While a socialist-backed paid leave plan should be gender neutral so as not to further entrench the idea of women as sole caregivers and nurturers, it is important that we fight for paid leave as a feminist issue.

When women don’t receive adequate paid leave or can’t afford child care, they often drop out of the workforce altogether as a practical financial decision. The need for women to drop out comes not just with the birth of a child, but any time a loved one needs a dedicated caregiver.

This disruption to women’s careers and the period out of the workforce is responsible for a huge portion of the existing gender wage gap. This sets them up for serious financial precarity down the road, should they become single parents or simply when they retire and have lesser savings than men. Paid leave is key to ending women’s poverty.

Paid leave is also a racial justice issue: Unsurprisingly, the U.S. is the worst in the developed world when it comes to infant and maternal health outcomes, with death rates of infants born to Black women almost 2.5 times those born to white mothers. A universal paid leave program, but without access to health care, higher wages and improved labor standards across the board, wouldn’t fix this problem on its own.

Workers of color and especially immigrant workers are the least likely to be in jobs where they can afford time off or where their employer will be inclined to give it to them as a recruitment perk. Only a universal federal policy can meet the needs of the most exploited workers.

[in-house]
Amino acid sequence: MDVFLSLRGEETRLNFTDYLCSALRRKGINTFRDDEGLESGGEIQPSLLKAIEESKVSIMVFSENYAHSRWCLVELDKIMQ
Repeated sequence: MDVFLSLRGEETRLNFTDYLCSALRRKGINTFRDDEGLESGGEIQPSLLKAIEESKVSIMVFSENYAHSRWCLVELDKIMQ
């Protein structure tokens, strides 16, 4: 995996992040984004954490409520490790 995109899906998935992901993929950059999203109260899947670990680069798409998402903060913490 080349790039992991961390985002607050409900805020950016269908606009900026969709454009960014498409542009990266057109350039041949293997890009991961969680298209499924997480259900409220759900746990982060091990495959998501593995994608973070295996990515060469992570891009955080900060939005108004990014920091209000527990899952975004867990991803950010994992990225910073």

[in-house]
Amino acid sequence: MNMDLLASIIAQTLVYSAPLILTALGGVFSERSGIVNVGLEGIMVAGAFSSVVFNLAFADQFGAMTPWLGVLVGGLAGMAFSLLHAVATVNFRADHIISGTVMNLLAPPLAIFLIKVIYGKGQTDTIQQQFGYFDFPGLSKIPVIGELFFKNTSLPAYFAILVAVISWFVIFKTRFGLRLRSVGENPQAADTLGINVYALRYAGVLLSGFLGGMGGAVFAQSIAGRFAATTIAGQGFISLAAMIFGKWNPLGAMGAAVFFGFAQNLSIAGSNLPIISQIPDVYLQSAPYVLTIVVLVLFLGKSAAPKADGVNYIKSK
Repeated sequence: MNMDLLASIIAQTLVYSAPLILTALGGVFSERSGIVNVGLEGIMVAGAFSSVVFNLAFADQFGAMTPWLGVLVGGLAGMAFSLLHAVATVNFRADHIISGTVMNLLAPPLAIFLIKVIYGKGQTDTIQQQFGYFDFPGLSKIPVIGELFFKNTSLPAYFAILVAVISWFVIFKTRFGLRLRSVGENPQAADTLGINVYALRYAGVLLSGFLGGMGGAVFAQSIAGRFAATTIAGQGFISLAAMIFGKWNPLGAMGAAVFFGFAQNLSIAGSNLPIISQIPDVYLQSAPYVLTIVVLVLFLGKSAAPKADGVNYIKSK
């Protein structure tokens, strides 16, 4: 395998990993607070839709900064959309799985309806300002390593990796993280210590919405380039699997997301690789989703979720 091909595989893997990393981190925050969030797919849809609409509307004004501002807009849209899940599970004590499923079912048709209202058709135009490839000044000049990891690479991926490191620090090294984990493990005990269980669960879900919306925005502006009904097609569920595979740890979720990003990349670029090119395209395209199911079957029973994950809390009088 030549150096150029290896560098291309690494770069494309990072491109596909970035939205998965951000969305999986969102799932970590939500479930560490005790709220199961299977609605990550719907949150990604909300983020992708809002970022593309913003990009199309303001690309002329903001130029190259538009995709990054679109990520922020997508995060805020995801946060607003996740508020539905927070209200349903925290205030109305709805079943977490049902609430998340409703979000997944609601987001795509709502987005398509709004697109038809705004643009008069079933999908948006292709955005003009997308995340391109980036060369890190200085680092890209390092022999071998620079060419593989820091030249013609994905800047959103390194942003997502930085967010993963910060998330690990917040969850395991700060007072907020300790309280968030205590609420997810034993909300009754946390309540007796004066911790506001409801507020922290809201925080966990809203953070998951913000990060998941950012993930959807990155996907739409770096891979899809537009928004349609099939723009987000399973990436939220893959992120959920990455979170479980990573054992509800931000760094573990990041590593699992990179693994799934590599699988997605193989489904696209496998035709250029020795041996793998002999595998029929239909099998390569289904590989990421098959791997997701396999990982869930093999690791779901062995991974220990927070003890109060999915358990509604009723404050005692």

THAT PAID leave is even on the agenda of the two capitalist parties is the result of mounting pressure on the ruling class. The Republicans would never have released a plan for paid leave if it wasn’t clear that the Democrats are eager to do so as soon as they regain power — evidenced in part by the growing number of states passing paid leave on their own.

The fact that Democrats have started their own proposal from so far to the right and with a worker-funded mechanism to pay for it is reason for socialists to speak up about our own vision for a paid leave plan in the U.S., and to connect it to the larger struggles against exploitation and oppression.

There may be more candidates talking this fall about paid leave as a top domestic policy demand. But to make any real advances, we need to raise this issue in every arena of grassroots struggle: in immigrant rights and racial justice work, in feminist spaces and reproductive rights coalitions, and in labor struggles across industries.

It may be that U.S.’s long-overdue paid leave plan isn’t far down the road, though as it approaches the cesspool of partisan politics, the proposals have taken a hard turn to the right. We have to respond by making sure our slogans and proposals are out there, too — in the streets today and in the larger struggle for workers’ power and a world free of oppression.